PARIS — Diamond trading company Andre Messika Ltd on Monday unveiled CarbonVero, a disclosure tool meant to calculate the carbon footprint of individual natural diamonds.
The announcement was made at the “Diamond Transformation, Environmental & Social Impact Across the Diamond Industry” panel organized by the Natural Diamond Council in Paris that included Watch & Jewelery Initiative 2030 executive director Iris Van der Veken, Kering’s chief sustainability and institutional affairs officer Marie -Claire Daveu, global sustainability consultancy Eco Age co-founder and creative director Livia Firth and other diamond industry executives.
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Created in partnership with industry solutions provider Sarine Technologies, with the initial measurements conducted by environmental consultancy The Carbon Trust, the tool and service is designed to measure greenhouse gas emissions and energy consumption throughout the mined diamond manufacturing chain.
Sarine’s traceability solution will provide manufacturers and consumer brands with data and measurements throughout the process, from mine to polishing. Further tracing from the factory to the end consumer can also be included, the partners added.
Each cut and polished stone, from 0.25 carat upwards, will come with a blockchain-based certificate.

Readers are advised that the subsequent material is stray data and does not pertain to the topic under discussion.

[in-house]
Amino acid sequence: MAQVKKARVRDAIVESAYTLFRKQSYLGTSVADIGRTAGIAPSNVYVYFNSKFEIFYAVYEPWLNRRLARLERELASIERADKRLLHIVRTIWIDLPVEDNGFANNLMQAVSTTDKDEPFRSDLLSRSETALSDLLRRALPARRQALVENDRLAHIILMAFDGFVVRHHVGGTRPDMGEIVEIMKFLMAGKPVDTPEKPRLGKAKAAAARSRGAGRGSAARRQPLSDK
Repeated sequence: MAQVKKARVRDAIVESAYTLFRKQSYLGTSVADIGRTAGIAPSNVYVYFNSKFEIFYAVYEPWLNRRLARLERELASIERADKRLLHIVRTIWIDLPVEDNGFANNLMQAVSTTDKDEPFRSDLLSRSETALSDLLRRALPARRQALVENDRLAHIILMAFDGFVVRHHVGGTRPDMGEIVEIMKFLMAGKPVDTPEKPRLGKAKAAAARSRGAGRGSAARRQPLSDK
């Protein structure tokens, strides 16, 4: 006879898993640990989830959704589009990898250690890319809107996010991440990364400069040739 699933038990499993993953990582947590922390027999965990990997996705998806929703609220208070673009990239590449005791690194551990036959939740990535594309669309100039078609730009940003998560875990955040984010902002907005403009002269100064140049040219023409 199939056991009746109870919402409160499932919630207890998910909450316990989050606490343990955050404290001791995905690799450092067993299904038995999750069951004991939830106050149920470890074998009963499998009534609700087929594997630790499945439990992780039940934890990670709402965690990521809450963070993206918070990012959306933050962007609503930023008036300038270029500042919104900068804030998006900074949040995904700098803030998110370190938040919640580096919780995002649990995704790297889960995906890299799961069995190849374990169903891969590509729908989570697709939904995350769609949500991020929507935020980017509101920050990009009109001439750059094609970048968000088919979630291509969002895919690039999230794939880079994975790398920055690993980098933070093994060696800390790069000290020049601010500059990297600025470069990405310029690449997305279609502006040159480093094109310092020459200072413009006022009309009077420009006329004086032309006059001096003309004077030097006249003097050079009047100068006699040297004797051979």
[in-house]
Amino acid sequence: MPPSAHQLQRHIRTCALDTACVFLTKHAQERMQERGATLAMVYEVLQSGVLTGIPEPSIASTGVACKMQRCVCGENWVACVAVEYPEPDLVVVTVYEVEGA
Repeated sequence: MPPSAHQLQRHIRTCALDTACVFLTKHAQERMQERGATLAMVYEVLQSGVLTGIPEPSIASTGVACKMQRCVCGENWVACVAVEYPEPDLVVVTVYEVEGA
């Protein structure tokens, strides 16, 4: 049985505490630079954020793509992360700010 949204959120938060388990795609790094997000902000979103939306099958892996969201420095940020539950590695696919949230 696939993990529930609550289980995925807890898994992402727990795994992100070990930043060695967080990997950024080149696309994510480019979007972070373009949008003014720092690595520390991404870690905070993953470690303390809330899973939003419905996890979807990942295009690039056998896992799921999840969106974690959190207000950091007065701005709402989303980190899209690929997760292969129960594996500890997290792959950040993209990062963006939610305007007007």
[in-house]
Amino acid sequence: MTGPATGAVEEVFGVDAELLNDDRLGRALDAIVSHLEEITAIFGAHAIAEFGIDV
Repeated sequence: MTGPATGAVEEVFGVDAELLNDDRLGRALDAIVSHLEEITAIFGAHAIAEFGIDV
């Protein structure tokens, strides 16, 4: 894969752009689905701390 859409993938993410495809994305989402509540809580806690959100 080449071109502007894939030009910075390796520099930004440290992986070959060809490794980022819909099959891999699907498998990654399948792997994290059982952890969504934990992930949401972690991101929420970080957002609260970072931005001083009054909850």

The diamond trading company, a member of the Responsible Jewelery Council and the Watch & Jewelery Initiative 2030, said it would apply the solution to all its Namibian diamonds going forward.
Data from its Namibian factory processes and rough diamond supply from the Namibia Diamond Trading Company, part of the De Beers group, were used as the initial benchmark for CarbonVero’s launch.
A highlight finding at the launch is that the energy required to transform a rough rock in the 2-to-4 carat range into a 1.2 carat round brilliant-cut diamond is equivalent to 33 dishwasher cycles.
For the diamond trading company’s chairman André Messika, “tracing the carbon impact per diamond from origin to consumer” was the logical next step in a trajectory of traceability programs and diamond provenance traceability initiated five years ago.
The Carbon Trust said that while various types of footprinting were undertaken, “this is the first instance of a diamond manufacturing company measuring and calculating the carbon impact associated with each of its diamonds (from cradle-to-gate)” and being able to provide downstream consumers with a view on the carbon impact of each diamond purchased.
“This level of transparency has the potential to inform and encourage collaboration across the natural diamond industry,” the organization told WWD in an email.
Sarine’s chief executive officer David Block said his company is committed to “deliver this data with the highest level of assurance, enabling the industry to offer sustainable products and ensure a promising future.”
He said the new technology would provide “crucial information about the energy emitted during the diamond processes, from mining through the entire manufacturing process.”
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